April 21, 2009

You can make a workbench like Jim's
Jim’s workbench that travels well can be constructed by following his basic workbench plans.

I like simple things, and the basic design of my workbench is simple and easily adapted.
 
With a little thought, I know that you can certainly make one finer and even more versatile.
 
My Workbench Specs
The bench stands 34″ high with a work surface of 29 1/2″ x 72″ and a shelf 16 ” above the floor.
 
The odd width is due to the use of three 72″-long 2 x 10s (true measurement 1 3/4″ x 9 1/2″).
 
My choice of working height, as well as redwood lumber, was simply personal choice. In the case of the wood, it is solid without being too heavy which has been nice when breaking it down for moves.
A Frame for the Surface
Two, 24″-long 2 x 4s inside two, 60″ 2 x 4s, all on edge with corners roughly squared, form a frame for the surface.
 
After drilling pilot holes, I nailed them together with 16-penny nails and then did the same with the planks, nailing them to the frame.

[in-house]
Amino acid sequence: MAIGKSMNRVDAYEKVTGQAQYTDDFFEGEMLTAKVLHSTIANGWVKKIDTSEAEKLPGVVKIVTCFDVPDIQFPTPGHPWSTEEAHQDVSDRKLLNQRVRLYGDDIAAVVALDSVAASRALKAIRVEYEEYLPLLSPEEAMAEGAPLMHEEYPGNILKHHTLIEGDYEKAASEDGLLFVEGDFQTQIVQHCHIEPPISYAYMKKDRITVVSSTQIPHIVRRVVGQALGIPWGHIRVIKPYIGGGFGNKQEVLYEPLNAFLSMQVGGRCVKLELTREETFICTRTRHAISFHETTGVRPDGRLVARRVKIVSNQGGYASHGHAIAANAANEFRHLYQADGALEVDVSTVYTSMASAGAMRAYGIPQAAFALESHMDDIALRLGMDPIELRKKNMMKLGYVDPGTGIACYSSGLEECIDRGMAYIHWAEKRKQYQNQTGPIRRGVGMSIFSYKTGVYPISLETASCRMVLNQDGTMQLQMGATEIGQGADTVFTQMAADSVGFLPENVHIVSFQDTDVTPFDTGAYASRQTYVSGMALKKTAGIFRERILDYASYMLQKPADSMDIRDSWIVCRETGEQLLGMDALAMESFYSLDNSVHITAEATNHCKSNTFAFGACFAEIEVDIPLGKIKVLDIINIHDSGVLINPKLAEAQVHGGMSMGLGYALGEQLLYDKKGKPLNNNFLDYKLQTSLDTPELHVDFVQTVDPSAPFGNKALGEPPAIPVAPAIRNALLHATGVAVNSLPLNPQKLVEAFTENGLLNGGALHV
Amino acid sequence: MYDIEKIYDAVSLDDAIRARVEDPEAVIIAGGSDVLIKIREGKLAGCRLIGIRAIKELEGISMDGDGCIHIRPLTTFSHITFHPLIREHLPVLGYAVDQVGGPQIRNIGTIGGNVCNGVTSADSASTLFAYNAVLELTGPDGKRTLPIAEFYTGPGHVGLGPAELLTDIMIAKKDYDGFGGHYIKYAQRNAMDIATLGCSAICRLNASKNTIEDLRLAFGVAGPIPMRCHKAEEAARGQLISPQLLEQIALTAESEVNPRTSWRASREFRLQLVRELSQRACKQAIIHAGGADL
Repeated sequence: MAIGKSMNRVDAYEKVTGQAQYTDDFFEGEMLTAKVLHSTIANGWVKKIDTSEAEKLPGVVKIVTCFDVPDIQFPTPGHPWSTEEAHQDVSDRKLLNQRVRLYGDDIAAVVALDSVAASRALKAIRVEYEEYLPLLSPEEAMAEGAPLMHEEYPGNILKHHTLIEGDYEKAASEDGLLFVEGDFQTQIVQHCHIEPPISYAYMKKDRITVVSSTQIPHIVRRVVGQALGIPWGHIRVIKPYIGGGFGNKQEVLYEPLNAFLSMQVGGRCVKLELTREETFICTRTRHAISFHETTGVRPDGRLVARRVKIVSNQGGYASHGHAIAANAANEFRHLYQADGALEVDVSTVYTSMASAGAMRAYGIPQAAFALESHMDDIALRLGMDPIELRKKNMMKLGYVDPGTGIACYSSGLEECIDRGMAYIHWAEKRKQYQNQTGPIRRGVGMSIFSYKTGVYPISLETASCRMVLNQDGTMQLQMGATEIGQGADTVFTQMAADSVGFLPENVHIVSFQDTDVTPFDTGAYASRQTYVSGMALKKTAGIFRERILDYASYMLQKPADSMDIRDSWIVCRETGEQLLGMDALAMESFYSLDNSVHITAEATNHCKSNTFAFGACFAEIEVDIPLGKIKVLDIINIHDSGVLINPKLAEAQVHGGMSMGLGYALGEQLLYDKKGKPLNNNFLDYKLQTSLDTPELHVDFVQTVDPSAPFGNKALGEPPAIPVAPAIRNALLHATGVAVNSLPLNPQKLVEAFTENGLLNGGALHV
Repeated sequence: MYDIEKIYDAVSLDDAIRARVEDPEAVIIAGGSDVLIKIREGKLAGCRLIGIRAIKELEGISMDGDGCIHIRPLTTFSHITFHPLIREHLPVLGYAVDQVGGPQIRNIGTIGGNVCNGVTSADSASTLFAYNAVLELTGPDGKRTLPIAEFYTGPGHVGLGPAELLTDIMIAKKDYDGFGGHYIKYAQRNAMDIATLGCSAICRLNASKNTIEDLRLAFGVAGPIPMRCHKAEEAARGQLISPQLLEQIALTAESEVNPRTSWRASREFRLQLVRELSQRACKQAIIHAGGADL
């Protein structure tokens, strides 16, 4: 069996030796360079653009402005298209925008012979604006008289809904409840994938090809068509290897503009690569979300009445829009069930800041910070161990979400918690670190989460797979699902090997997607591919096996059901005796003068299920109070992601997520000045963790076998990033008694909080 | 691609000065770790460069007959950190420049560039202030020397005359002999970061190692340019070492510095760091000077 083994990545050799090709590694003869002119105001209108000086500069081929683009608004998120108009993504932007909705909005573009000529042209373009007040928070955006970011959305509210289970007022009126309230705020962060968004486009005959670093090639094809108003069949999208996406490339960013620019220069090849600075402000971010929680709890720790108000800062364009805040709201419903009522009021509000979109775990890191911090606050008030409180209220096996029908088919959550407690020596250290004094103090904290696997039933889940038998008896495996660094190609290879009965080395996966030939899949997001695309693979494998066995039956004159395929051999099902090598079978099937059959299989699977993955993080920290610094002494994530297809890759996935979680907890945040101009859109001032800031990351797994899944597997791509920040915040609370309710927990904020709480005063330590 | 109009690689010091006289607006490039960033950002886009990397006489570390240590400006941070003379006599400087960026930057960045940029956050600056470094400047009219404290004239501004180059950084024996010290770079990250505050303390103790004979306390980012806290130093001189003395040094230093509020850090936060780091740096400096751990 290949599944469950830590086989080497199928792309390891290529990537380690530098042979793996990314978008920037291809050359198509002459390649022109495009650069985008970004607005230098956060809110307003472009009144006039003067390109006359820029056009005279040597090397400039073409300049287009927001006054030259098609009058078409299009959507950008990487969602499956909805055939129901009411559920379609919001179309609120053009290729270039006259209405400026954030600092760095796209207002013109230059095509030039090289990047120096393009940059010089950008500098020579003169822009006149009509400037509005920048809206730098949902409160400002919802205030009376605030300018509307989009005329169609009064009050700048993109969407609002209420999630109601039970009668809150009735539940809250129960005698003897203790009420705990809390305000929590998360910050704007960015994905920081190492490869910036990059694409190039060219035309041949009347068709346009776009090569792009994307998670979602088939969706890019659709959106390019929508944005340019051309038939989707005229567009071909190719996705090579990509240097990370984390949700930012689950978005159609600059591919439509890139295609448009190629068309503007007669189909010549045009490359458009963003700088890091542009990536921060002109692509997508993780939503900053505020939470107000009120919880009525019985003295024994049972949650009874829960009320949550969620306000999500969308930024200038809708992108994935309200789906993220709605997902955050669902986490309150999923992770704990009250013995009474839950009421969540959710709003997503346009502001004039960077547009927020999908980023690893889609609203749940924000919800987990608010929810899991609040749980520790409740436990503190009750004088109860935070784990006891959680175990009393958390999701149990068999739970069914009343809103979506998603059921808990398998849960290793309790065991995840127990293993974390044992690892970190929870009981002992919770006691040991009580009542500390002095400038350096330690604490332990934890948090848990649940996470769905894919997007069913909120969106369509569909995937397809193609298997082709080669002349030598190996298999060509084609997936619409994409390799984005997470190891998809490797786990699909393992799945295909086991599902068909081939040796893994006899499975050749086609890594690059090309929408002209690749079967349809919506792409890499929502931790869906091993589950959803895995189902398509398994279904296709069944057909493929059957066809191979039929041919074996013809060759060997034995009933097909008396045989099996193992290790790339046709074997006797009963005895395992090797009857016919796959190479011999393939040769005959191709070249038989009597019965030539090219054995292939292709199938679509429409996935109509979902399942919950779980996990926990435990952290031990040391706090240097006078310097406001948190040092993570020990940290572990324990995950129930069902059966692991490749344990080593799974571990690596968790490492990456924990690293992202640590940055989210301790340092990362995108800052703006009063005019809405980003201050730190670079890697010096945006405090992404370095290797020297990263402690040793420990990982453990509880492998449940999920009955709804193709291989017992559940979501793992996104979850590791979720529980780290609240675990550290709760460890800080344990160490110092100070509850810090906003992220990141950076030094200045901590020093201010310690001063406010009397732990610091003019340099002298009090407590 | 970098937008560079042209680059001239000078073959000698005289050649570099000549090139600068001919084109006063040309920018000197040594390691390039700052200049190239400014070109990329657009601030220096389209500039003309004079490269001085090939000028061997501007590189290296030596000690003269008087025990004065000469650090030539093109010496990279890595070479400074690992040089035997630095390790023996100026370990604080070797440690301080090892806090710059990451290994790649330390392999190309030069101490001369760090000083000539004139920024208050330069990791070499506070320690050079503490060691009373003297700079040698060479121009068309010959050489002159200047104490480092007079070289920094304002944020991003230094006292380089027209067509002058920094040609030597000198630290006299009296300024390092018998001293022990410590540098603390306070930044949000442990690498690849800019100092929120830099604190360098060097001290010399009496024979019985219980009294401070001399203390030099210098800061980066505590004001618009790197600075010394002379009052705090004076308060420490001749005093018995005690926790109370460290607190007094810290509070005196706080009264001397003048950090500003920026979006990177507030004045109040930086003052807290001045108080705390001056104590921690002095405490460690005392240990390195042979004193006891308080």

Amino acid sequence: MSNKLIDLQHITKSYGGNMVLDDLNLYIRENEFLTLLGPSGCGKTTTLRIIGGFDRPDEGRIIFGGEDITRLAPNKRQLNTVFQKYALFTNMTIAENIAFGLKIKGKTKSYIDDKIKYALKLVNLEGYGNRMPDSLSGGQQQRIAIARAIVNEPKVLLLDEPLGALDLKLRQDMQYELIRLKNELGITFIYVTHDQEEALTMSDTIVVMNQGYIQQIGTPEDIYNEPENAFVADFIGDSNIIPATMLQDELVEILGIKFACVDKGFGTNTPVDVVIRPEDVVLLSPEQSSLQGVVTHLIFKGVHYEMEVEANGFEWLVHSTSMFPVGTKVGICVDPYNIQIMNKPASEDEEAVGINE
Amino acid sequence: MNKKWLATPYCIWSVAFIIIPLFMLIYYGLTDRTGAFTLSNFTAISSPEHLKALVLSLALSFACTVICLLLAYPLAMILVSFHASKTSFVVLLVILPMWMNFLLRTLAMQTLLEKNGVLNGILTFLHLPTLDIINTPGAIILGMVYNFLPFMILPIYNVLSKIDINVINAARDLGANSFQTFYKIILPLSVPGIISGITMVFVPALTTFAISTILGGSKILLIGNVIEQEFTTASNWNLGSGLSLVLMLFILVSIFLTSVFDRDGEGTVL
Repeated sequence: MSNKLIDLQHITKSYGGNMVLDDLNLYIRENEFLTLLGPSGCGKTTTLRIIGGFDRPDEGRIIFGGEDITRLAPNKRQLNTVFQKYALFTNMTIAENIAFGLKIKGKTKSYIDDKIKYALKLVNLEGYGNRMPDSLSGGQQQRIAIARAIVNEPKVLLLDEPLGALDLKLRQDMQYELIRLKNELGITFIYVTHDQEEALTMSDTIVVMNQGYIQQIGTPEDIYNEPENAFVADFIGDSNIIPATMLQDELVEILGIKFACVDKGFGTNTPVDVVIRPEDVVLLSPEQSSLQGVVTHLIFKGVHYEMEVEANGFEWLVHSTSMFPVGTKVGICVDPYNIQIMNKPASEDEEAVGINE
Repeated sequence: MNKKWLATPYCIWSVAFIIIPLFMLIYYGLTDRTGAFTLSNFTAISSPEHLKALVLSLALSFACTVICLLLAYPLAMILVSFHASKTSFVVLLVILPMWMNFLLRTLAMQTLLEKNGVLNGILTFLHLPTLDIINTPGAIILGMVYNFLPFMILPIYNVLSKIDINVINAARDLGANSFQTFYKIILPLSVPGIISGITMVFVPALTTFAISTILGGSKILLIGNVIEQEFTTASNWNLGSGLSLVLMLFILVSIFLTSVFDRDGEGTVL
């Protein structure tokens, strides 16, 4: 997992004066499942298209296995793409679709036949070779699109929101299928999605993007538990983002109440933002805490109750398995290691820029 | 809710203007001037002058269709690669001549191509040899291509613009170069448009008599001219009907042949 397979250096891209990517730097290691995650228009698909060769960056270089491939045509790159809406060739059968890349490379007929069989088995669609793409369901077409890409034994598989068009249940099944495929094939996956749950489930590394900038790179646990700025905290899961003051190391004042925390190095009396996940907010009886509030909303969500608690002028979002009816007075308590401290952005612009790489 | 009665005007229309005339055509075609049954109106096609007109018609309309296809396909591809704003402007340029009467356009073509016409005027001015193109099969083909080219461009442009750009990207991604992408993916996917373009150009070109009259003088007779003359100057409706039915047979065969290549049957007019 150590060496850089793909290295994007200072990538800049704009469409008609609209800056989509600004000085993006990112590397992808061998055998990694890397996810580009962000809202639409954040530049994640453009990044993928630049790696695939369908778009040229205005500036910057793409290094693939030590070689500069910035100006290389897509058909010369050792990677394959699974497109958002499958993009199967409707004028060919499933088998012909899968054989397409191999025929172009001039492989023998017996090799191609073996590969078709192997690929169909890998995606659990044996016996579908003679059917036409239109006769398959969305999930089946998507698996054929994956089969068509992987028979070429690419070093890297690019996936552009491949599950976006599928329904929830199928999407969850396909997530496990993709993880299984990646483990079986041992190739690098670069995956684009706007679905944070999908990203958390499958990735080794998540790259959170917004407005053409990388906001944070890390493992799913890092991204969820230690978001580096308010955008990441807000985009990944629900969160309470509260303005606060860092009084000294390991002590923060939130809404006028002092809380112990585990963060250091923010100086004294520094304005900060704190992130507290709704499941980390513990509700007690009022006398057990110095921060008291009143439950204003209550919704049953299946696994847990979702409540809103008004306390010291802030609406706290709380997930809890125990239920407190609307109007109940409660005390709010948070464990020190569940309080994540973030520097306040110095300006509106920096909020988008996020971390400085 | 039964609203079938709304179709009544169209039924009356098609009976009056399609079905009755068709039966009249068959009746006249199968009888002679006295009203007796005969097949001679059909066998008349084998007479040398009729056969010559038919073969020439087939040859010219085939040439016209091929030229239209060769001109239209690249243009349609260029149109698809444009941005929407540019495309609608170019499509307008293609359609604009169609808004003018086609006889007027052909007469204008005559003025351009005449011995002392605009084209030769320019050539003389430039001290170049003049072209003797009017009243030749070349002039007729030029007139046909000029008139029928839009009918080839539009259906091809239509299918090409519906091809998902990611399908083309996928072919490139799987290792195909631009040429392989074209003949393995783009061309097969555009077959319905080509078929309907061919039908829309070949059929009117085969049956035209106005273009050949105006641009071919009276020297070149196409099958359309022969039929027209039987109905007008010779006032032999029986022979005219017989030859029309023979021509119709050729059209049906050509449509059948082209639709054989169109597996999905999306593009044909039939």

The Legs
The surface sits on two sets of 4 x 4 legs. Each set is stabilized with two, 24″-long 2 x 4s nailed in place.
 
I bolted the leg sets to the inside corners of the table frame, staggering the holes so they didn’t intersect. The sets are positioned so their cross braces face each other.
 
Two, 10″ boards laid between the lower crosspieces on opposite leg sets add stability to the workbench. They also serve as shelving to store my bench top table saw, router and scroll saw.
 
A set of lockable casters attached to the legs makes it easier to clean the work area and move the bench away from the wall for larger projects.
 
For most of the 30 years I’ve had my bench, I’ve envisioned the day that the space between the legs was filled with drawers that held my hand tools and various supplies. Perhaps someday I will build them.
 
Until then it will be what it is, a workbench plain and sturdy.

« More Shop Talk »


Next Up